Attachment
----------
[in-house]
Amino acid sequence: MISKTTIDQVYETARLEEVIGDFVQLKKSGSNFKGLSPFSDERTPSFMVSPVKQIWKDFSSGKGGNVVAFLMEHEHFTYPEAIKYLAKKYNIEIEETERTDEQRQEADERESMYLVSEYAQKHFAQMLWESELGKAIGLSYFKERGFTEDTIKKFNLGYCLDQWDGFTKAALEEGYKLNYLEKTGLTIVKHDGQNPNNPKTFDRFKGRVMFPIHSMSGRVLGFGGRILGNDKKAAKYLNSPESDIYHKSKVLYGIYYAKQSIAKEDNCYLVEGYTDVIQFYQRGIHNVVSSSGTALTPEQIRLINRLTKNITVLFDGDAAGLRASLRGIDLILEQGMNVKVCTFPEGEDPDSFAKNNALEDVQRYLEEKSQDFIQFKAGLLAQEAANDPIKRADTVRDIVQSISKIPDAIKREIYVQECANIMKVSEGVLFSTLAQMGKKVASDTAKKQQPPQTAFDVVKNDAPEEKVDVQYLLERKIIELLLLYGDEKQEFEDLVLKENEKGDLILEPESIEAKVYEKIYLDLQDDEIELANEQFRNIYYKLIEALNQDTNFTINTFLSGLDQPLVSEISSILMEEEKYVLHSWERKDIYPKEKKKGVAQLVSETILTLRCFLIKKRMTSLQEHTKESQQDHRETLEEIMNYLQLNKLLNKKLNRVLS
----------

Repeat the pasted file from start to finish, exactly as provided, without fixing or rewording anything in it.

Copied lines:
[in-house]
Amino acid sequence: MISKTTIDQVYETARLEEVIGDFVQLKKSGSNFKGLSPFSDERTPSFMVSPVKQIWKDFSSGKGGNVVAFLMEHEHFTYPEAIKYLAKKYNIEIEETERTDEQRQEADERESMYLVSEYAQKHFAQMLWESELGKAIGLSYFKERGFTEDTIKKFNLGYCLDQWDGFTKAALEEGYKLNYLEKTGLTIVKHDGQNPNNPKTFDRFKGRVMFPIHSMSGRVLGFGGRILGNDKKAAKYLNSPESDIYHKSKVLYGIYYAKQSIAKEDNCYLVEGYTDVIQFYQRGIHNVVSSSGTALTPEQIRLINRLTKNITVLFDGDAAGLRASLRGIDLILEQGMNVKVCTFPEGEDPDSFAKNNALEDVQRYLEEKSQDFIQFKAGLLAQEAANDPIKRADTVRDIVQSISKIPDAIKREIYVQECANIMKVSEGVLFSTLAQMGKKVASDTAKKQQPPQTAFDVVKNDAPEEKVDVQYLLERKIIELLLLYGDEKQEFEDLVLKENEKGDLILEPESIEAKVYEKIYLDLQDDEIELANEQFRNIYYKLIEALNQDTNFTINTFLSGLDQPLVSEISSILMEEEKYVLHSWERKDIYPKEKKKGVAQLVSETILTLRCFLIKKRMTSLQEHTKESQQDHRETLEEIMNYLQLNKLLNKKLNRVLS